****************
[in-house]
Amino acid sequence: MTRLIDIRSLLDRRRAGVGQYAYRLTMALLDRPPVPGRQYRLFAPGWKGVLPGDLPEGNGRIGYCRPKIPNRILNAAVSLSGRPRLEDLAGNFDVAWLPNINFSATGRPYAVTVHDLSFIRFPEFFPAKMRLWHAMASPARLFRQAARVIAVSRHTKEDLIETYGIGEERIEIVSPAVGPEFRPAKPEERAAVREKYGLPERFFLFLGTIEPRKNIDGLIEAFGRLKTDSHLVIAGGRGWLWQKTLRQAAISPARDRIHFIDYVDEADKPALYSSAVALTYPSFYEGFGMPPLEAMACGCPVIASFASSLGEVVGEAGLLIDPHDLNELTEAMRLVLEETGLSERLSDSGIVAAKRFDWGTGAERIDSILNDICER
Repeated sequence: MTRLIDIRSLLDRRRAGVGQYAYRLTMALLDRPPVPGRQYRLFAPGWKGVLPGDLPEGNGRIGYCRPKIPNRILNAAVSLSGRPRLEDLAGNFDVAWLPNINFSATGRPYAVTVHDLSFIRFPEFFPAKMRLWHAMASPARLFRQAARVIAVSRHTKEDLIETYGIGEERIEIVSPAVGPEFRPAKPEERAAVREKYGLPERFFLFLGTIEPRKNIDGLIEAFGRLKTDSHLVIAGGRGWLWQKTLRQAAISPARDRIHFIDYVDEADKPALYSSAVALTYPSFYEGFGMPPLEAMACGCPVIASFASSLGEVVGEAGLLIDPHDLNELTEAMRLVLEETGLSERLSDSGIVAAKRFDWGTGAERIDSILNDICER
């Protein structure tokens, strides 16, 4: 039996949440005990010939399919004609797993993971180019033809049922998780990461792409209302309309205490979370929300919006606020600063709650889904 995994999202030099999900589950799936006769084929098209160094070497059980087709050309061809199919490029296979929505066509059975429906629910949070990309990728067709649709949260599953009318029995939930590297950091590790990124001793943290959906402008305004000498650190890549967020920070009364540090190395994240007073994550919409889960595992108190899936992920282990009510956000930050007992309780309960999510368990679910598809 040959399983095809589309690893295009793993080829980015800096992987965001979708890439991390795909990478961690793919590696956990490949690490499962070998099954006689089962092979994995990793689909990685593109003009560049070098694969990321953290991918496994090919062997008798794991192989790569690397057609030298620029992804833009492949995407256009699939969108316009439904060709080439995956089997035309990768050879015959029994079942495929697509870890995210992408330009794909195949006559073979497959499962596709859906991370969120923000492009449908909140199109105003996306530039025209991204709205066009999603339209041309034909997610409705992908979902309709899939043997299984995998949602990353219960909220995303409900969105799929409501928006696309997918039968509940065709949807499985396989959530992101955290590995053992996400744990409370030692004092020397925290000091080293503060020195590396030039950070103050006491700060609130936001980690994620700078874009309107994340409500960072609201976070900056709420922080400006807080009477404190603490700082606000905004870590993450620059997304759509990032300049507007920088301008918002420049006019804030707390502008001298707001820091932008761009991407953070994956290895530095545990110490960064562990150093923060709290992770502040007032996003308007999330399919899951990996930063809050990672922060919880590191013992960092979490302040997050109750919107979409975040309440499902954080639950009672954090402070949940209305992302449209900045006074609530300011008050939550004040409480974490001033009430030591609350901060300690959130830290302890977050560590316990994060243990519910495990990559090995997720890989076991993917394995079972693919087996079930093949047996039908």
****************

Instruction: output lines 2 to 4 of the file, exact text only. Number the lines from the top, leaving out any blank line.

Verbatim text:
Amino acid sequence: MTRLIDIRSLLDRRRAGVGQYAYRLTMALLDRPPVPGRQYRLFAPGWKGVLPGDLPEGNGRIGYCRPKIPNRILNAAVSLSGRPRLEDLAGNFDVAWLPNINFSATGRPYAVTVHDLSFIRFPEFFPAKMRLWHAMASPARLFRQAARVIAVSRHTKEDLIETYGIGEERIEIVSPAVGPEFRPAKPEERAAVREKYGLPERFFLFLGTIEPRKNIDGLIEAFGRLKTDSHLVIAGGRGWLWQKTLRQAAISPARDRIHFIDYVDEADKPALYSSAVALTYPSFYEGFGMPPLEAMACGCPVIASFASSLGEVVGEAGLLIDPHDLNELTEAMRLVLEETGLSERLSDSGIVAAKRFDWGTGAERIDSILNDICER
Repeated sequence: MTRLIDIRSLLDRRRAGVGQYAYRLTMALLDRPPVPGRQYRLFAPGWKGVLPGDLPEGNGRIGYCRPKIPNRILNAAVSLSGRPRLEDLAGNFDVAWLPNINFSATGRPYAVTVHDLSFIRFPEFFPAKMRLWHAMASPARLFRQAARVIAVSRHTKEDLIETYGIGEERIEIVSPAVGPEFRPAKPEERAAVREKYGLPERFFLFLGTIEPRKNIDGLIEAFGRLKTDSHLVIAGGRGWLWQKTLRQAAISPARDRIHFIDYVDEADKPALYSSAVALTYPSFYEGFGMPPLEAMACGCPVIASFASSLGEVVGEAGLLIDPHDLNELTEAMRLVLEETGLSERLSDSGIVAAKRFDWGTGAERIDSILNDICER
């Protein structure tokens, strides 16, 4: 039996949440005990010939399919004609797993993971180019033809049922998780990461792409209302309309205490979370929300919006606020600063709650889904 995994999202030099999900589950799936006769084929098209160094070497059980087709050309061809199919490029296979929505066509059975429906629910949070990309990728067709649709949260599953009318029995939930590297950091590790990124001793943290959906402008305004000498650190890549967020920070009364540090190395994240007073994550919409889960595992108190899936992920282990009510956000930050007992309780309960999510368990679910598809 040959399983095809589309690893295009793993080829980015800096992987965001979708890439991390795909990478961690793919590696956990490949690490499962070998099954006689089962092979994995990793689909990685593109003009560049070098694969990321953290991918496994090919062997008798794991192989790569690397057609030298620029992804833009492949995407256009699939969108316009439904060709080439995956089997035309990768050879015959029994079942495929697509870890995210992408330009794909195949006559073979497959499962596709859906991370969120923000492009449908909140199109105003996306530039025209991204709205066009999603339209041309034909997610409705992908979902309709899939043997299984995998949602990353219960909220995303409900969105799929409501928006696309997918039968509940065709949807499985396989959530992101955290590995053992996400744990409370030692004092020397925290000091080293503060020195590396030039950070103050006491700060609130936001980690994620700078874009309107994340409500960072609201976070900056709420922080400006807080009477404190603490700082606000905004870590993450620059997304759509990032300049507007920088301008918002420049006019804030707390502008001298707001820091932008761009991407953070994956290895530095545990110490960064562990150093923060709290992770502040007032996003308007999330399919899951990996930063809050990672922060919880590191013992960092979490302040997050109750919107979409975040309440499902954080639950009672954090402070949940209305992302449209900045006074609530300011008050939550004040409480974490001033009430030591609350901060300690959130830290302890977050560590316990994060243990519910495990990559090995997720890989076991993917394995079972693919087996079930093949047996039908």